27 December 2014

Making do...

Today's prompt:  Time to show off your handiwork: what did you make this year? 

Seriously, the only thing I'm really good at making is a mess.  I'm secretly very jealous of crafty folk. I've tried knitting; my stitches get too tense and tight.  I think I crocheted once.  Maybe I could handle that.  I managed to spray paint a frame without ruining anything.  I did find a latch hook when I was cleaning a couple weeks ago.  Maybe I could hook an obnoxious rainbow rug.  
I did make a few resolutions, some of which I actually kept for a while.  Nothing really earth shattering, just stuff like paring down my junk mail by actually unsubscribing from emails every once in a while rather than just trashing them.  
I manage to make do pretty well.  I'm good at using something slightly akilter from its original purpose, or getting by with worn or slightly damaged items that still work.  I've been using a three-legged stainless electric frying pan for years, not because I'm some kind of martyr, but because those things rock, and they're hard to find.  Ugly end tables and worn out chairs are still quite sturdy and useful; a little wood glue and a comfy blanket hide many ills.  So, that's what I make.  I make do.  

24 December 2014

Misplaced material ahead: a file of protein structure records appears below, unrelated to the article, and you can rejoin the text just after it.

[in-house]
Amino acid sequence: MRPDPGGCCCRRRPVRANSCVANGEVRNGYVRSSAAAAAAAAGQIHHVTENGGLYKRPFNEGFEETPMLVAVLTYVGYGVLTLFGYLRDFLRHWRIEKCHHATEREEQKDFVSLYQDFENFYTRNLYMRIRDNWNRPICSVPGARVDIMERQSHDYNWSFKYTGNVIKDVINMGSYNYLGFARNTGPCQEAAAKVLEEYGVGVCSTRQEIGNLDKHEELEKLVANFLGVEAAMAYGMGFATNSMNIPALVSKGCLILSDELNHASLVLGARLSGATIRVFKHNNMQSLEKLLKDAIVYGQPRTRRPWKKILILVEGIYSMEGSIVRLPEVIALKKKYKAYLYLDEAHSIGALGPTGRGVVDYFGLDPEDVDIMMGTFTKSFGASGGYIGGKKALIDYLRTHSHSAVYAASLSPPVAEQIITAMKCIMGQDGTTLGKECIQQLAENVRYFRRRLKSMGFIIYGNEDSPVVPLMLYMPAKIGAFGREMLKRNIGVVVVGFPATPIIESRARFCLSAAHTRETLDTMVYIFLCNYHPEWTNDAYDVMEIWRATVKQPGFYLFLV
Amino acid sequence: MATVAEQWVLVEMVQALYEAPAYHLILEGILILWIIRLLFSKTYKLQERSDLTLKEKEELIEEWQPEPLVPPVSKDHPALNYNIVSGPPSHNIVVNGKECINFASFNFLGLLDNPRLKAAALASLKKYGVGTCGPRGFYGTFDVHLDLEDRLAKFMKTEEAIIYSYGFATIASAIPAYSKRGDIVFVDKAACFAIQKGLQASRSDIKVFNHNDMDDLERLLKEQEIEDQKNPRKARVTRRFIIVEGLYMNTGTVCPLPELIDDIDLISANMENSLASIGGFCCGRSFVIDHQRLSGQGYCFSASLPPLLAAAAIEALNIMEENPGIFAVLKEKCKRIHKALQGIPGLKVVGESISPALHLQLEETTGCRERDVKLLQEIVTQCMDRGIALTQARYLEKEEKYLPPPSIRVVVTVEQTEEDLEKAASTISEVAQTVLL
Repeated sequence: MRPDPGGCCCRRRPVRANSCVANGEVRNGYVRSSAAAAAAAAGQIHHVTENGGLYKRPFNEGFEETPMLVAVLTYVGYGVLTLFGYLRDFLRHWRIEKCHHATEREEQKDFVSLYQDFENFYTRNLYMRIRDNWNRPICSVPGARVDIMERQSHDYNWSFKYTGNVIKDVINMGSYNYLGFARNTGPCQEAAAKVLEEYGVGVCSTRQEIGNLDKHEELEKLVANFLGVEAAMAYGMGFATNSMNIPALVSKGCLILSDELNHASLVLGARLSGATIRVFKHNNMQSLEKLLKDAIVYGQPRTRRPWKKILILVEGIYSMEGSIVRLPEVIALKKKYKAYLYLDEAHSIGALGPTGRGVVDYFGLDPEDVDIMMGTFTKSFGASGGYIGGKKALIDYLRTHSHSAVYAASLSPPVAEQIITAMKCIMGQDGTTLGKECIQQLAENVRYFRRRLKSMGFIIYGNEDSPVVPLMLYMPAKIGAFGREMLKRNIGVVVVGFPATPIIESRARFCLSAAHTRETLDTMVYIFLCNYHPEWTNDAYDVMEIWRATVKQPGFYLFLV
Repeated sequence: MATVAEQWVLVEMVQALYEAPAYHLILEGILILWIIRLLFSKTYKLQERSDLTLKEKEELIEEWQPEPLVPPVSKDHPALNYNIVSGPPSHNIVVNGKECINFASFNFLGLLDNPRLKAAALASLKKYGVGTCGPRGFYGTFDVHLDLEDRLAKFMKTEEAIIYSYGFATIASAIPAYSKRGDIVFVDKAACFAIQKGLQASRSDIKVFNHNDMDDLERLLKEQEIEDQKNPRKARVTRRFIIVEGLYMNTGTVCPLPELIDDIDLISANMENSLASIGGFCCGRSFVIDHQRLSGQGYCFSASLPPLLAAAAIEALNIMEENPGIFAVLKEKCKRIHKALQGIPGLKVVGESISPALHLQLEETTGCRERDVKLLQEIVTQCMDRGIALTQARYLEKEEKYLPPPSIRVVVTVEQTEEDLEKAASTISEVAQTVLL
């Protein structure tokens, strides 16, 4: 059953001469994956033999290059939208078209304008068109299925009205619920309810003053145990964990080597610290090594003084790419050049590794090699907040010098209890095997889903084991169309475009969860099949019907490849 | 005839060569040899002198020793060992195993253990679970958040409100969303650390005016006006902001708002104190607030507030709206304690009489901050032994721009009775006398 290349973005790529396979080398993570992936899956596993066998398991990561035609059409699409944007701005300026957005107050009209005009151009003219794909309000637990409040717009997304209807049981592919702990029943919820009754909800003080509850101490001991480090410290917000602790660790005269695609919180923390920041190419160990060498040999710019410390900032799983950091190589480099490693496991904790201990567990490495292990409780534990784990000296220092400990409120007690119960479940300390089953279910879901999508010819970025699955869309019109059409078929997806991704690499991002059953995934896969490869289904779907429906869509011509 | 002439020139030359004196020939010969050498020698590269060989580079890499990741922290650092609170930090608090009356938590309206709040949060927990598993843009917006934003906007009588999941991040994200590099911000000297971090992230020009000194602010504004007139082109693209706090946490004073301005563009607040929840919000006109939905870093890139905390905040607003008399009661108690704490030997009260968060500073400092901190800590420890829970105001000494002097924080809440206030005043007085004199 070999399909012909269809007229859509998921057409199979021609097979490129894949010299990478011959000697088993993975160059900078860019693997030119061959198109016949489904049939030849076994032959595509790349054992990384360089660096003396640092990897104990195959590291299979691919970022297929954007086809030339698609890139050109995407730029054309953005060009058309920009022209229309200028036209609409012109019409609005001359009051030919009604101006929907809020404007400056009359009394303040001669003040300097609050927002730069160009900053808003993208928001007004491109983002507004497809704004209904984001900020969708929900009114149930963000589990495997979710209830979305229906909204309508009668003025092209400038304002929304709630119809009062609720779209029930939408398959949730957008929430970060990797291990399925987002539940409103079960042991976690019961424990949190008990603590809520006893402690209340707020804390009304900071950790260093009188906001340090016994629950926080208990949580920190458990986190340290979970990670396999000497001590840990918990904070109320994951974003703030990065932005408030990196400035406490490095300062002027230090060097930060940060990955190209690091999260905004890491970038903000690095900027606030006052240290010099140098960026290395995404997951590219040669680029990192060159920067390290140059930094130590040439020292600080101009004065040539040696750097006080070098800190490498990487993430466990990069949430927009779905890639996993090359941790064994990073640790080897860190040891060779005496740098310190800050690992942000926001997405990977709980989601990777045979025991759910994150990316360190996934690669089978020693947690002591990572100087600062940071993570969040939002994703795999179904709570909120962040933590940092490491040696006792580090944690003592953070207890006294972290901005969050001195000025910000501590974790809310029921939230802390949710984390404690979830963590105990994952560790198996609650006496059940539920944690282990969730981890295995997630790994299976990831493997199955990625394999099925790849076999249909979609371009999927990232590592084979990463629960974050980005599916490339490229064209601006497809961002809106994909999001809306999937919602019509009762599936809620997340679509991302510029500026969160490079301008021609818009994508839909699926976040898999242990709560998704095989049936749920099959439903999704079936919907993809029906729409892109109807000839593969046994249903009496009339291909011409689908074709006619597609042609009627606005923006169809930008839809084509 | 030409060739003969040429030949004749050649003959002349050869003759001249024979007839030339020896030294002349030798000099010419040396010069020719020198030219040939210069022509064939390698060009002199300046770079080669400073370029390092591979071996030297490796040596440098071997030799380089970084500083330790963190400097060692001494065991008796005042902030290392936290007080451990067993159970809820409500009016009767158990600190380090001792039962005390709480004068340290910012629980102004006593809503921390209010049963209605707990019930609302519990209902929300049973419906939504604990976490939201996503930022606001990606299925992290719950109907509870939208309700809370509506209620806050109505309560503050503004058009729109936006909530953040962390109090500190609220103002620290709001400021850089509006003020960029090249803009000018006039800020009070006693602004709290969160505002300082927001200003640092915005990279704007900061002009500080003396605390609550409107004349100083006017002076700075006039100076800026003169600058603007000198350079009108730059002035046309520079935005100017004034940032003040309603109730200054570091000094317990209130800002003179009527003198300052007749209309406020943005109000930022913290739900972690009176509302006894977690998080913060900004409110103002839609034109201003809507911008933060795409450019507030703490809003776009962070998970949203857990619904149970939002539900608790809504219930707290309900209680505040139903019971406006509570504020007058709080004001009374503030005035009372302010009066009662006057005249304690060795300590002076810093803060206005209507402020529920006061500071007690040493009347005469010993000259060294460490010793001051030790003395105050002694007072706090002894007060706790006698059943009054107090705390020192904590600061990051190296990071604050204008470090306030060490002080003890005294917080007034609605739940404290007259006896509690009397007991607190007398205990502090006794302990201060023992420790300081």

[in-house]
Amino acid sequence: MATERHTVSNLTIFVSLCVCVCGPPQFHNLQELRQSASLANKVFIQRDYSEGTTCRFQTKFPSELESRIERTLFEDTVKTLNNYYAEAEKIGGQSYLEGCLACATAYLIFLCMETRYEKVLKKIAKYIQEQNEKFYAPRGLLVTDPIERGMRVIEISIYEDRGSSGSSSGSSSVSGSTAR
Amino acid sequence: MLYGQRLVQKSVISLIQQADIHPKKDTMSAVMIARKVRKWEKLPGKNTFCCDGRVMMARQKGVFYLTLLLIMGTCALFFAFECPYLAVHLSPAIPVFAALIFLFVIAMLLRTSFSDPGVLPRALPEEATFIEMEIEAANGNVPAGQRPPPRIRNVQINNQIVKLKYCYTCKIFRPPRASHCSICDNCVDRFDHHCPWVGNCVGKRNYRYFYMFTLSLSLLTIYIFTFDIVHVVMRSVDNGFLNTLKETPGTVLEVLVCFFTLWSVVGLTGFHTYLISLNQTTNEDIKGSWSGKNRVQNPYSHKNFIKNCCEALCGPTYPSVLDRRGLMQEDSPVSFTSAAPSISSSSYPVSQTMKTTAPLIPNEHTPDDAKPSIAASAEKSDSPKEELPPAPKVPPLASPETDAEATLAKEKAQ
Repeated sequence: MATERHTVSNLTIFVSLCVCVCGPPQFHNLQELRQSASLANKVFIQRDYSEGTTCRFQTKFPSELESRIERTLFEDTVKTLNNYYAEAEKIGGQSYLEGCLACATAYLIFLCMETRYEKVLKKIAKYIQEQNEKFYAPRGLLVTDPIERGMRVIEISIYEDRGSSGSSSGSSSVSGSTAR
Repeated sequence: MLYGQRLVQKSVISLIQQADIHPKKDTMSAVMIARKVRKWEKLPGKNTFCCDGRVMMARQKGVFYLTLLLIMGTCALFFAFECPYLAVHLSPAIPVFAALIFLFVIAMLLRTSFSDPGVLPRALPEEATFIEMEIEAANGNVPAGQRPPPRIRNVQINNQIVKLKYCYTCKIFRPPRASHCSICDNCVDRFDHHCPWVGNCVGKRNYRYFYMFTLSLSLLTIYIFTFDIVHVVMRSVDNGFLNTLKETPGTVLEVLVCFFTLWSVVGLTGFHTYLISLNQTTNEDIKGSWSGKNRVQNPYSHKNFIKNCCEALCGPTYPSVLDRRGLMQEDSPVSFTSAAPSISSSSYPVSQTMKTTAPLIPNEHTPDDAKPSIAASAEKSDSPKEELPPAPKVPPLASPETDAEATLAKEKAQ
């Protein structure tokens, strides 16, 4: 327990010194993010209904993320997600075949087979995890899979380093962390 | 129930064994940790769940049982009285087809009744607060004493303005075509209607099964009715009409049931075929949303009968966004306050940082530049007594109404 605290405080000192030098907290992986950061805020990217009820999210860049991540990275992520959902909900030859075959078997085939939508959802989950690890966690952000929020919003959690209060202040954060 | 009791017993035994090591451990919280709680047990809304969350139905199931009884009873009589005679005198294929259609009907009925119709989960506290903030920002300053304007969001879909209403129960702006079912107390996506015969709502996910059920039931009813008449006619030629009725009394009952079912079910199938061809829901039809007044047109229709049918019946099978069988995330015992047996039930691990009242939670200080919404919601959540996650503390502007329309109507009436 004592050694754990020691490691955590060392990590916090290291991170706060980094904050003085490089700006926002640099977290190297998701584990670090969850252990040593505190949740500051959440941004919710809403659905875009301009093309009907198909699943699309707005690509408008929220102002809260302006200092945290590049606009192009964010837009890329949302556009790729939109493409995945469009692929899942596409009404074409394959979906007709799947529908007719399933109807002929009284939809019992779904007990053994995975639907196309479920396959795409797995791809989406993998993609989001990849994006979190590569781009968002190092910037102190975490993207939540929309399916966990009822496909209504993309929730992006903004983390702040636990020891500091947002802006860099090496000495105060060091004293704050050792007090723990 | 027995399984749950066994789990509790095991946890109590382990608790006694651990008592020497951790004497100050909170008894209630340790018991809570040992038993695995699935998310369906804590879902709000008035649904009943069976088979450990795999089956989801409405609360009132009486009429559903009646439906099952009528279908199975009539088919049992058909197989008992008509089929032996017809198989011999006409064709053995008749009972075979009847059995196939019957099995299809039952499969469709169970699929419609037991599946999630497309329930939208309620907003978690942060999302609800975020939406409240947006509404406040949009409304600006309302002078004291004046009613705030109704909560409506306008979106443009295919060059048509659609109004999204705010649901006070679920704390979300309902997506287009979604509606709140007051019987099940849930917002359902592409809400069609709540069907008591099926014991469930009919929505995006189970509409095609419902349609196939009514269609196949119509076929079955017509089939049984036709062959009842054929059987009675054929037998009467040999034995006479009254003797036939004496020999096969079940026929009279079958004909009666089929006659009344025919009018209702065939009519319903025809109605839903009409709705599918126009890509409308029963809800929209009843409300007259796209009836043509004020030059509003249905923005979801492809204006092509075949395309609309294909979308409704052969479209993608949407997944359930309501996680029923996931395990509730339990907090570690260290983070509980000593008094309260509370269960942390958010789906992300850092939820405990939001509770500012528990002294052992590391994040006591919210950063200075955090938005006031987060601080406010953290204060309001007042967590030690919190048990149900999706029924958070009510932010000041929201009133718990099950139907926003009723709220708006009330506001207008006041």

Today's prompt:
What are you thankful for? Maybe it's from this year – or maybe it's something in your past that resonated with you recently. And – we hold people, places, and things in equal regard: a sense of gratefulness can take many forms. 

After the Thanksgiving bandwagon on November, it seems trite to count my blessings in a blog.  However, I shouldn't disdain the concept of gratitude simply because it needed to be nudged.  Let's boil the concept down to people, places and things, just as the prompt suggests.

People:  I am immensely grateful for my family, both those immediate to me by blood, and the extended clan we call ours by choice. We have our bumps, our feuds and fallings out, and our joy, sometimes all mixed together.  We may not get it right all the time, but we love each other.  We are lucky to have an extended circle to give us encouragement and advice when needed, and to share our joys.

Places:  Connected with those people are the places, and we got to return to Holland, and discover Scotland this year, where we rekindled one love and found another one. Saving our pennies to return as soon as possible.

Things:  Our poor old van may be on its last legs, but it has been reliable for for many years.  I'm thankful for all the use we've gotten from ol' Bessie, and hopeful she still has some time left if we can pin down her problems.

Here's wishing a Merry Christmas to you and yours,

21 December 2014

Good intentions renewed!

As I tick projects off my list, I am renewing my own focus on reading and writing for pleasure.  Nora over at Chez Pez unwittingly tipped me off to Think Kit, so I joined the party late, but will use the prompts to kickstart my own narcissistic writing efforts!

First prompt:

A Thousand Words
Nothing like a strict word count to kick off our month of blogging...just kidding! Share your year in photos. Was there a moment of unrestrained happiness? An unexpected encounter? What role do photos play in your life – were you more selective with your phone (er...camera) this year? Or are you the King of Selfies? Dig into the deeper meaning of a moment frozen in time.